ROCKWELL — Guttural, growling noises come from a cage where the three M's — Mohan, Malia and Meka — are up and curious, wondering what's happening in their exercise area.
The Bengal tigers watch as Nick Rich and Jared Rautio place discarded Christmas trees in three different areas of the play pen.
For good measure, as if the scent of fir weren't enough, the men and Tiger World Operations Manager Katy Massey add extra smells to the trees, such as lavender and buck urine.
“You're going to pick up the buck urine one,” Massey tells Rich.
With the trees in their spots and the staffers safely behind the fences, the door to the holding cage opens. The tigers make an immediate dash toward the trees, like linebackers targeting a quarterback in the pocket.
As they tackle the trees, wrap their 400-pound bodies around them and even pick them up by their teeth, it's obvious the trees serve as catnip for these tigers.
The towns of Rockwell and Granite Quarry, which make curbside pickups of their residents' discarded Christmas trees, deliver their trees to Tiger World, rather than putting them through the municipal wood chippers.
“One man's trash is another man's treasure,” Massey says.
Also, as part of a January special, customers who bring a Christmas tree gain free admission to Tiger World, an earnest rescue zoo for exotic animals, including 30 tigers.
Home to 50 large cats
Tiger World has about 50 large cats total, also taking in species such as leopards, lions and lynxes. About 85 percent of Tiger World's residents overall — they include wolves, bears, monkeys, reptiles and New Guinea singing dogs — are rescue animals.
“Tigers just love those Christmas trees — I don't know why,” says Kim Cress, the head maintenance man in Granite Quarry.
It has to do a lot with scent — the piney aromas apparently are a different, intriguing perfume. Massey laughs, recalling how a tiger tried to pee on her the other day, “because I smelled different.”
The more active cubs, which include Thor, Star (a lion cub) and Storm, go even crazier when they have a new tree to play with.
They hang onto the tree for a ride as Rich, Tiger World's facility manager, drags it back and forth in their habitat.
After this particular exercise, Rich looks at his hands, wondering whether they are sticky with tree sap or tiger drool.
Storm — a 10-month-old, 160-pound snow tiger — cuddles, rubs and spoons with the same Christmas tree after Rich throws it into an empty tub.
“Rub-a-dub-dub, I took my Christmas tree into a tub,” Massey says, beaming at Storm's infatuation with the tree.
Besides their enticing aroma, the Christmas trees simply present a new element — a curiosity for the tigers.
“It's a new stimulus,” Massey says. She compares it to bringing a new book or teaching tool into a kids' classroom.
“Animals are the same as people,” Massey says. “They're fascinated with something new.”
Over different seasons and holidays, the Tiger World staff provides the cats with watermelons, pumpkins and papier-mache Easter eggs as playthings.
Massey says the tigers also have fun with bamboo shoots and leaf piles. They love the smell of pine straw and cedar chips, too.
“We think out of the box as much as possible to give them as much entertainment as we can,” Massey says.
Rich says the adult tigers never waste more energy than they have to. With the Christmas trees, he adds, their approach usually is, “OK, that was great, love the scent, but now I'm going to relax.”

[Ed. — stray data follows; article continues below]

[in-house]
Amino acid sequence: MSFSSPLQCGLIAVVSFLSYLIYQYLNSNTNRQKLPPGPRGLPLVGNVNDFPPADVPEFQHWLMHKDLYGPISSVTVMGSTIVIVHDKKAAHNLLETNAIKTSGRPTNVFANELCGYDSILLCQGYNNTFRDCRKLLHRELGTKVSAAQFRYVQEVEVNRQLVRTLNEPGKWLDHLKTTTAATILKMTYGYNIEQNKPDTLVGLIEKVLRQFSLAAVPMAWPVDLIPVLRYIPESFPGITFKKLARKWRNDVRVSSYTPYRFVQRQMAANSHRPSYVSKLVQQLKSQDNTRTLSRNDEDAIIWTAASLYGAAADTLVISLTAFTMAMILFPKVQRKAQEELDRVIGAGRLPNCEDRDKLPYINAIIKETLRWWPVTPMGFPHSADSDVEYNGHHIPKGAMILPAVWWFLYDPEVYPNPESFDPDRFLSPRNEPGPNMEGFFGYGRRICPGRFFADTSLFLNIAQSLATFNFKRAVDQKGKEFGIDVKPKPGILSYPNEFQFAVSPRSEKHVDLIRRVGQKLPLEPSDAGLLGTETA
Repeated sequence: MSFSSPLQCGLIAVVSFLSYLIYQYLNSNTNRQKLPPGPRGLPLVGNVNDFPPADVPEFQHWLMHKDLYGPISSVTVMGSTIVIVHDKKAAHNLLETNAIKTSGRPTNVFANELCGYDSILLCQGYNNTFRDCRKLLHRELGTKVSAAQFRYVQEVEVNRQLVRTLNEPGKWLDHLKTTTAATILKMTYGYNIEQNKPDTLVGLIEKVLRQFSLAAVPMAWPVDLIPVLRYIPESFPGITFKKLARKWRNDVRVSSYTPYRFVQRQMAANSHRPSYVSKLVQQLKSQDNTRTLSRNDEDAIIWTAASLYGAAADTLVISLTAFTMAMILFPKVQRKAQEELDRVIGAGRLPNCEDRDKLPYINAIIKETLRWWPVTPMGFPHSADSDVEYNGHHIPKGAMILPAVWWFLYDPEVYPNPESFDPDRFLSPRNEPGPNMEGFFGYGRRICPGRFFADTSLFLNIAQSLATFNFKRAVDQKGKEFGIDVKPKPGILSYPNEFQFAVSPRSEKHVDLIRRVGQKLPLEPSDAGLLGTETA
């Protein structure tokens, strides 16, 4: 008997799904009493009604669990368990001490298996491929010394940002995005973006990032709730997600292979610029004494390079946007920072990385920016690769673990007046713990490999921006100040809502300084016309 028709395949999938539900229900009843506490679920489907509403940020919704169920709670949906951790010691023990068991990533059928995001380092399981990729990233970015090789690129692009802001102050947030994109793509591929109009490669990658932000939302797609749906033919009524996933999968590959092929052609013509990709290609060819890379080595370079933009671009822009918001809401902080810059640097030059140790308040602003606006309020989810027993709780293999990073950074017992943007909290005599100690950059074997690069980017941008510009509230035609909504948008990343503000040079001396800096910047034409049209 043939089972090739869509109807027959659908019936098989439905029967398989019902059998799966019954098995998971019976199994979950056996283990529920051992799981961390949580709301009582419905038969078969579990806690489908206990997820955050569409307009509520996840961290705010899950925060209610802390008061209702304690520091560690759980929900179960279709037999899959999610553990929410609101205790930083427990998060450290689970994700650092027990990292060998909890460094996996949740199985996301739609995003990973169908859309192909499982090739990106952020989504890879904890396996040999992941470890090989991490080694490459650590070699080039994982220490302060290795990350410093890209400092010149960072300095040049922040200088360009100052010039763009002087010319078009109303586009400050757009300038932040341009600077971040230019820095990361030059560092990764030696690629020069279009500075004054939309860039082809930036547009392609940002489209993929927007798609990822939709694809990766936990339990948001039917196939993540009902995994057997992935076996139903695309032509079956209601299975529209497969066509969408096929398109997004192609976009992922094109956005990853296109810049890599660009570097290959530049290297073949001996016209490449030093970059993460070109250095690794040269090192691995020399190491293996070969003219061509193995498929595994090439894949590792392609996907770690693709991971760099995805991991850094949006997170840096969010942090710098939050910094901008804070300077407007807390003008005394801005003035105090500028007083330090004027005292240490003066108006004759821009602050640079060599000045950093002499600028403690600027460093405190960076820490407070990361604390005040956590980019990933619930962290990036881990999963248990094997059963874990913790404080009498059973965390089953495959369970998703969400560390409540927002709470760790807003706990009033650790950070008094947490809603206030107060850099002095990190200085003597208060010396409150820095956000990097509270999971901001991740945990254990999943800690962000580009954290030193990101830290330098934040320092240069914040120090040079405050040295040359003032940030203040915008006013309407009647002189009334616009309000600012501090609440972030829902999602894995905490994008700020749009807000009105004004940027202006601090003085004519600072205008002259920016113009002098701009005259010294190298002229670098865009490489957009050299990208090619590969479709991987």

Christmas trees also go into the homes of many of the other animals. The timber wolves especially enjoy tearing them apart.
The staff likes to place food for monkeys into Christmas trees because it gives them a chance to forage.
This is sort of the off season for Tiger World, though it is open most days and on the weekends.
To stay open — it's located at the end of Cook Road off N.C. 152 between Rockwell and China Grove — Tiger World depends on owner Lea Jaunakais, four full-time staff people, interns and lots of volunteers, from college instructors to Boy Scouts.
Just keeping things clean and the animals healthy are tall orders, as is dishing out 5,000 pounds of food and special vitamins per week.
Massey and Rich, who are engaged to each other, came to Tiger World a year ago as a package deal from the MGM Grand in Las Vegas.
Moving from MGM
They both worked for the hotel's lion habitat, which closed permanently last Jan. 31. Visitors to the MGM Grand watched the lions through glass as they roamed within a $9 million, 5,000-square-foot structure.
The lions in the MGM habitat rotated in and out of the exhibit — 20 at a time. Otherwise, they lived at the 8.5-acre Cat House ranch, where Massey and Rich also worked for trainer Keith Evans.
As Massey walks the grounds of Tiger World, she can't hide her excitement for the slow, steady improvements being made at the zoo.
Massey hopes the facility eventually can attain accreditation through the Zoological Association of America, but the cage heights for the big cats, now 14.5 feet, will have to be at least 16 feet to be ZAA-worthy.
Rowan County has required Jaunakais to carry $1 million of insurance on Tiger World, given the number of large carnivores housed here.
Meanwhile, Tiger World also is working on raising money to build a better bear habitat, next to its pond. A new office and gift shop is in place, complete with a glass wall that allows visitors to watch the antics of lion and tiger cubs such as Storm up close.
At this particular moment, Storm has the new Christmas tree to herself, as she lounges in the tub.
“She's obviously the dominant one, so she gets it first,” Massey says.
Rub-a-dub-dub. Contact Mark Wineka at 704-797-4263,or firstname.lastname@example.org.